Strawberry Lodge still popular

By From page B1 | February 08, 2013

The first clue that Michael Hicks is a workaholic lies in the 40 cords of firewood he produces each year. He doesn’t use an hydraulic splitter or a team of strongmen. No, he swings a manual wedge-axe (known as a maul) to hand-split the whole 5,100 cubic feet himself.

“A few hours at a time makes it possible,” Hicks explained to an incredulous visitor.

The wood fuels two massive stone fireplaces and one wood stove in the unforgettable Strawberry Lodge east of Kyburz and 20 west of the ski slopes of the Sierra on Highway 50.

After all, warming the 8,000 square feet of ground floor is important when the outside temperature dips to zero, and bone-chilled snow enthusiasts are thawing with tall tales and taller toddies.

If Hicks is a dead ringer for Paul Bunyan, the Strawberry Lodge can just as easily be confused with a slightly faded movie set. It sits just off the highway in the shadow of Lovers Leap, somehow bathed in sunlight even on a late winter afternoon.

Its cavernous basement contains the owner’s personal apartment, a few tool rooms “and a ton of storage.”

The ground floor includes the restaurant, bar, ballroom and lobby, where a 1957 Alaskan Grizzly Bear watches the front door.

The second and third floors carry 43 rooms and a conference center. Altogether the building boasts 27 thousand square feet.

“We’re one of the only lodges left around here,” Hicks said without a hint of sadness. “There wasn’t much snow the last couple of years and the others couldn’t hold on, I guess.”

He gestured toward the nearly full parking lot.

“When the snow comes, we stay busy. Very busy. When they close the highway for a while, people turn around and make a bee-line for us. We also do a brisk business in selling and installing chains,” Hicks said.

The Strawberry Lodge is a natural venue for events, hosting a dozen weddings and receptions annually.

“We’re looking to seriously increase that business,” said new General Manager Stacy Naused, former operations manager for the El Dorado County Food Bank. “This is a perfect setting for business retreats, too — the conference room seats 300 people. Nothing compares to this value of location, facilities and ambiance.”

Assistant manager and barkeep Kerry Berg agrees.

“A stunning ballroom, large dining room, high capacity kitchen and a real turn-of-the-century tavern.” She points to the well-stocked hostelry with its oak bar and low amber lights.

“Lots of rustic charm. And we get great bands here,” Berg said.

The 5 3/4-acre campus is relatively flat and groomed as much as nature permits. In a pristine backyard, a graceful arch sits covered in snow.

“We had a wedding in November just after a blizzard. The bride really wanted the ceremony held right there,” pointed Hicks. “So we literally broomed away the snow from the entire lot and produced a beautiful event.”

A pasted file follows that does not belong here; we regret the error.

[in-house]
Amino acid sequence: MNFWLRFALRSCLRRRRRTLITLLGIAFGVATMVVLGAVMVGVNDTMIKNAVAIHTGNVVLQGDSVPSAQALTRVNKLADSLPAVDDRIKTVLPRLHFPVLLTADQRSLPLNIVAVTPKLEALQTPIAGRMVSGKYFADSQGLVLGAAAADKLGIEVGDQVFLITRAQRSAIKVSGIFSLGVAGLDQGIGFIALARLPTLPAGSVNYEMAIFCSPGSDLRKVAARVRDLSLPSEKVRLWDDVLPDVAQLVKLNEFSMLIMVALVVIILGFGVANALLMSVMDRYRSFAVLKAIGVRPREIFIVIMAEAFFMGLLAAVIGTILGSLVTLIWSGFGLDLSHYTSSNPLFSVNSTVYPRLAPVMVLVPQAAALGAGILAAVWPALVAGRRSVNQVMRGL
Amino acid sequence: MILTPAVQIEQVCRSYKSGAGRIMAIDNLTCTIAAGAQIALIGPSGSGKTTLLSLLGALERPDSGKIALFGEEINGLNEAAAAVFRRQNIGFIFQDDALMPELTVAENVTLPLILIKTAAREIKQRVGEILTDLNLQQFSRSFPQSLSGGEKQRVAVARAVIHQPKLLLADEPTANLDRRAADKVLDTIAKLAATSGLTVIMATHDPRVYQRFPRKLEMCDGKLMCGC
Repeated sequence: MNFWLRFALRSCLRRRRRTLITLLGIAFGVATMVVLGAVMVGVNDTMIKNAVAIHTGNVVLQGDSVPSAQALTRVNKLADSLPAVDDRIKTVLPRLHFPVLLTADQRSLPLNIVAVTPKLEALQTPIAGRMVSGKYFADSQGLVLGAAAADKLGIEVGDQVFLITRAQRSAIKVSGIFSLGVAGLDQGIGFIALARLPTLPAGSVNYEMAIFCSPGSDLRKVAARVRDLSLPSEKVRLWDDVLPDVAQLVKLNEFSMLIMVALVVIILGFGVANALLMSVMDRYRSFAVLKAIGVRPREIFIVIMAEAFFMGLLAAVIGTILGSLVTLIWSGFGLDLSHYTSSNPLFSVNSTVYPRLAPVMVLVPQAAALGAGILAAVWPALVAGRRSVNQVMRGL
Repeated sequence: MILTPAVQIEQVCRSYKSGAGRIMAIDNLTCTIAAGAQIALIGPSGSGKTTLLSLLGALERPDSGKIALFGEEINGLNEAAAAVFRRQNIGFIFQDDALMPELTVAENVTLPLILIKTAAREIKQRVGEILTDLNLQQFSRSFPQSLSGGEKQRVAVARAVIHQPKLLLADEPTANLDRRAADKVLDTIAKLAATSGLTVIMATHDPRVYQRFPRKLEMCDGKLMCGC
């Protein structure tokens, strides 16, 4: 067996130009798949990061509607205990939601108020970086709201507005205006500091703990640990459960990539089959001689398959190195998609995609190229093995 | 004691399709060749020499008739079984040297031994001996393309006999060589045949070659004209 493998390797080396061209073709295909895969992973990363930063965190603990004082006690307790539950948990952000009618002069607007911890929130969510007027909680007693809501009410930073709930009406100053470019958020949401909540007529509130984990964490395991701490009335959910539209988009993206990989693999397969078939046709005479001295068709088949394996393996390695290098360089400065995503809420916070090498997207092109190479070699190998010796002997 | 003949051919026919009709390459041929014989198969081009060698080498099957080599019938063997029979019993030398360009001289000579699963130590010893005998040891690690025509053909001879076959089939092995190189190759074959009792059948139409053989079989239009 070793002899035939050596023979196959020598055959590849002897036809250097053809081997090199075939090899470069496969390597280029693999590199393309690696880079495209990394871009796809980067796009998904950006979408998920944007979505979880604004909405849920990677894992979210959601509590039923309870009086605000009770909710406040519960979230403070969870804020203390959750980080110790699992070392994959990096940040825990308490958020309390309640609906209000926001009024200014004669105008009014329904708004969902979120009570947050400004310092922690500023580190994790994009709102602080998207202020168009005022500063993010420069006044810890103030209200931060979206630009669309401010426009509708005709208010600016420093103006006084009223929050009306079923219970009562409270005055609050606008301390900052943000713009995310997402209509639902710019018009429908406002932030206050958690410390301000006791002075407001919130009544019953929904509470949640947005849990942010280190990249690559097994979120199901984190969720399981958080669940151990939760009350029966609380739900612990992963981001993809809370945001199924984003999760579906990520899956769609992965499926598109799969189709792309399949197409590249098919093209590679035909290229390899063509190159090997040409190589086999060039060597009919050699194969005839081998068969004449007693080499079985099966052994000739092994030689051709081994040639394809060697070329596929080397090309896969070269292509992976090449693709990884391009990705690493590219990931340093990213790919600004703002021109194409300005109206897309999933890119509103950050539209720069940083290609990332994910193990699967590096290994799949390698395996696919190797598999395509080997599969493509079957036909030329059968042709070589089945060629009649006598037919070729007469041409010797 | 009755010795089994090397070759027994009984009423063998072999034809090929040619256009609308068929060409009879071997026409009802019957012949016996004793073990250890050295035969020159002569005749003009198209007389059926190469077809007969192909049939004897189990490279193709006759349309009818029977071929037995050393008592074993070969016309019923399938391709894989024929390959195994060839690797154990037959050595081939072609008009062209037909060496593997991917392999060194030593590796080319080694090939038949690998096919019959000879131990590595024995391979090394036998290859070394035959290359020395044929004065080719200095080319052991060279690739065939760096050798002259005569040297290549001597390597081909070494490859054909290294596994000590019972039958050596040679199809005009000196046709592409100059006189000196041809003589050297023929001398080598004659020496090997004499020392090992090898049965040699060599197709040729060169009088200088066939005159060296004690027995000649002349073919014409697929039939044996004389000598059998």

It wasn’t clear if the happy bride wore long johns.

Carrying a full-time job as an automobile parts manager for a network of car dealerships, the 60-year-old Hicks somehow runs his crown jewel of hospitality management with an eye for detail. He insists that the guest experience be everyone’s top priority and invests his time accordingly.

“I got seven hours sleep recently, that’s probably a record.” He shrugged. “Sometimes it’s half that.”

Hicks bought the place 10 years ago for a reported sale price of over $2 million. The first two years produced some red ink but the lodge has steadily proved itself a smart investment.

“We had our best year in history last year, and so far this year is even better than last,” he said.

He lost his six-year business partner a few years ago, and currently operates with a staff numbering about 15. Beside management, this includes a chef and kitchen staff, an event coordinator (and restaurant server) Mary Aloi, and a maintenance man.

Aloi, a retired teacher from the Bay Area, loves the gig.

“My husband and I always took a class of kids to Europe every year to visit the Swiss Alps. This,” she waved her arm, “is as close to the alpine experience as we can get and still be in civilization.”


Ired Berry founded Strawberry Lodge in 1858 to serve the teamsters crews and miners with food, lodging and whatever else they needed. The highway was a toll road then, and toll collectors like Berry made the real money.

Legend says he also sold hay (which turned out to be straw) for their animals, and thus the name.

The lodge burned down twice in the following decade and was rebuilt in its present configuration by Fred Baunhoff, the owner from 1938 to 1941.

Other proprietors came and went, until Michael Hicks appeared in 2003.

“I’d always wanted a snowline lodge of 10 rooms or so, like a mountain bed and breakfast. This project was intriguing, though a bit out of scale for me. But I ran the numbers and realized it could be successful,” Hicks said.

It helped that Hicks had a background of logistics and property management, the latter stemming from his personal real estate investments.

The team is preparing Strawberry Lodge for its 10th anniversary blow-out under Hick’s ownership. The event is planned for Friday, Feb. 15 and Saturday, Feb. 16, one day off Valentine’s Day (Feb. 14). Mike Blanchard and the Californios are playing on Saturday, Feb. 16.

A special menu features a sumptuous choice of appetizers, entrées and desserts. Reservations are being accepted at this time at 530-659-7200.

Call directly or go online or E-mails can be directed to [email protected] or [email protected]

Peter Tyner

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